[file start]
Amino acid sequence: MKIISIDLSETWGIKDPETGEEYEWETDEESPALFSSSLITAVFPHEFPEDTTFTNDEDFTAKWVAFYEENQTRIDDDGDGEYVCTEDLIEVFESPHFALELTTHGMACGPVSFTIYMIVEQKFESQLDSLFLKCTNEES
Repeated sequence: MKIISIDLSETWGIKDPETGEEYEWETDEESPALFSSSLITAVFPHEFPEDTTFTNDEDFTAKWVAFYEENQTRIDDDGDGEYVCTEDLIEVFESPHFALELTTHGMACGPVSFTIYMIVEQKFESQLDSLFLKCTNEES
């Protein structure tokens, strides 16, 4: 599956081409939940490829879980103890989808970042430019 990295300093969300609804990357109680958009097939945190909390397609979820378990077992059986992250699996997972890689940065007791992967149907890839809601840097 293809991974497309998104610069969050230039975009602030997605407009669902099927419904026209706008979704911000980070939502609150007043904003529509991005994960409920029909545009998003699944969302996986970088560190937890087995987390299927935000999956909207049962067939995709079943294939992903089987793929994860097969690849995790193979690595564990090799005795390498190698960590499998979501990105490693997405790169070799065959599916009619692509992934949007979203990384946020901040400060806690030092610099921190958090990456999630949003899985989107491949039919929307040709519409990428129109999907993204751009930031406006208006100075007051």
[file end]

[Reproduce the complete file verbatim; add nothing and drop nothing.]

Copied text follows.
Amino acid sequence: MKIISIDLSETWGIKDPETGEEYEWETDEESPALFSSSLITAVFPHEFPEDTTFTNDEDFTAKWVAFYEENQTRIDDDGDGEYVCTEDLIEVFESPHFALELTTHGMACGPVSFTIYMIVEQKFESQLDSLFLKCTNEES
Repeated sequence: MKIISIDLSETWGIKDPETGEEYEWETDEESPALFSSSLITAVFPHEFPEDTTFTNDEDFTAKWVAFYEENQTRIDDDGDGEYVCTEDLIEVFESPHFALELTTHGMACGPVSFTIYMIVEQKFESQLDSLFLKCTNEES
């Protein structure tokens, strides 16, 4: 599956081409939940490829879980103890989808970042430019 990295300093969300609804990357109680958009097939945190909390397609979820378990077992059986992250699996997972890689940065007791992967149907890839809601840097 293809991974497309998104610069969050230039975009602030997605407009669902099927419904026209706008979704911000980070939502609150007043904003529509991005994960409920029909545009998003699944969302996986970088560190937890087995987390299927935000999956909207049962067939995709079943294939992903089987793929994860097969690849995790193979690595564990090799005795390498190698960590499998979501990105490693997405790169070799065959599916009619692509992934949007979203990384946020901040400060806690030092610099921190958090990456999630949003899985989107491949039919929307040709519409990428129109999907993204751009930031406006208006100075007051």